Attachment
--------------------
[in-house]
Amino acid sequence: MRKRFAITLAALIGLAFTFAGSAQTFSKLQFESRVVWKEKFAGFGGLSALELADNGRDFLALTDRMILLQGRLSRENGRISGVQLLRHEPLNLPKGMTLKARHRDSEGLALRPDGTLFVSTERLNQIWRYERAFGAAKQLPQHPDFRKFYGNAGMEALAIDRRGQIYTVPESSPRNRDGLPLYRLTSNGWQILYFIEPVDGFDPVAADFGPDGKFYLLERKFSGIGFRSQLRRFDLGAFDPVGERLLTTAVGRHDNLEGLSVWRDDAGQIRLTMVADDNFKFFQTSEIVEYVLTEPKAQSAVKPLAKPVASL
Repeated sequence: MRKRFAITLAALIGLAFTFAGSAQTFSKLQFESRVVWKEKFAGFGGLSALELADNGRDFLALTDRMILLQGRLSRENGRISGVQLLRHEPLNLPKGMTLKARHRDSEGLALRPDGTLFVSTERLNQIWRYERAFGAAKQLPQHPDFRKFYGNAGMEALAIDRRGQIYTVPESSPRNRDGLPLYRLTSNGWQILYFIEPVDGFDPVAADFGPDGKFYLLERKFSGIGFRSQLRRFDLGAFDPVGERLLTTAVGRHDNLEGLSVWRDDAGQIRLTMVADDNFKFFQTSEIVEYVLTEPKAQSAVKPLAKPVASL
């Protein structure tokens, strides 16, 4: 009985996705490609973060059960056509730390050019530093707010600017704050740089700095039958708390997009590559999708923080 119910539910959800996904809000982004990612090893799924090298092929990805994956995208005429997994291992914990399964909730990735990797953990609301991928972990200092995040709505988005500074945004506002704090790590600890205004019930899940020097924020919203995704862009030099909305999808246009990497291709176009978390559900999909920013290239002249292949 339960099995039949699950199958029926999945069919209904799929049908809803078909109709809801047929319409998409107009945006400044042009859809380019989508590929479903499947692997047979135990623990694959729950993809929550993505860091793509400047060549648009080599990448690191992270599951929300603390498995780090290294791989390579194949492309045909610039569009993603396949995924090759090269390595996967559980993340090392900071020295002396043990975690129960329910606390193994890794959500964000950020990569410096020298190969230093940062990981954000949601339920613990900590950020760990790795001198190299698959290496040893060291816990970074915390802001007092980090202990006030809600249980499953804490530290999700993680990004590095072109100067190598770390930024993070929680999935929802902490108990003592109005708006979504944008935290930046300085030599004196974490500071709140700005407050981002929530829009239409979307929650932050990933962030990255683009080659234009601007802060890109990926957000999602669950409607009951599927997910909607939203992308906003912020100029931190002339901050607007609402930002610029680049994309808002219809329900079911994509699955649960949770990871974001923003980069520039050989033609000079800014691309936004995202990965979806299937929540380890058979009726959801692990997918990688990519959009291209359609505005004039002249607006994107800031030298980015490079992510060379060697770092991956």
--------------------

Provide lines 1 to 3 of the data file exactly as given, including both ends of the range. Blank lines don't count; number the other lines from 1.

[in-house]
Amino acid sequence: MRKRFAITLAALIGLAFTFAGSAQTFSKLQFESRVVWKEKFAGFGGLSALELADNGRDFLALTDRMILLQGRLSRENGRISGVQLLRHEPLNLPKGMTLKARHRDSEGLALRPDGTLFVSTERLNQIWRYERAFGAAKQLPQHPDFRKFYGNAGMEALAIDRRGQIYTVPESSPRNRDGLPLYRLTSNGWQILYFIEPVDGFDPVAADFGPDGKFYLLERKFSGIGFRSQLRRFDLGAFDPVGERLLTTAVGRHDNLEGLSVWRDDAGQIRLTMVADDNFKFFQTSEIVEYVLTEPKAQSAVKPLAKPVASL
Repeated sequence: MRKRFAITLAALIGLAFTFAGSAQTFSKLQFESRVVWKEKFAGFGGLSALELADNGRDFLALTDRMILLQGRLSRENGRISGVQLLRHEPLNLPKGMTLKARHRDSEGLALRPDGTLFVSTERLNQIWRYERAFGAAKQLPQHPDFRKFYGNAGMEALAIDRRGQIYTVPESSPRNRDGLPLYRLTSNGWQILYFIEPVDGFDPVAADFGPDGKFYLLERKFSGIGFRSQLRRFDLGAFDPVGERLLTTAVGRHDNLEGLSVWRDDAGQIRLTMVADDNFKFFQTSEIVEYVLTEPKAQSAVKPLAKPVASL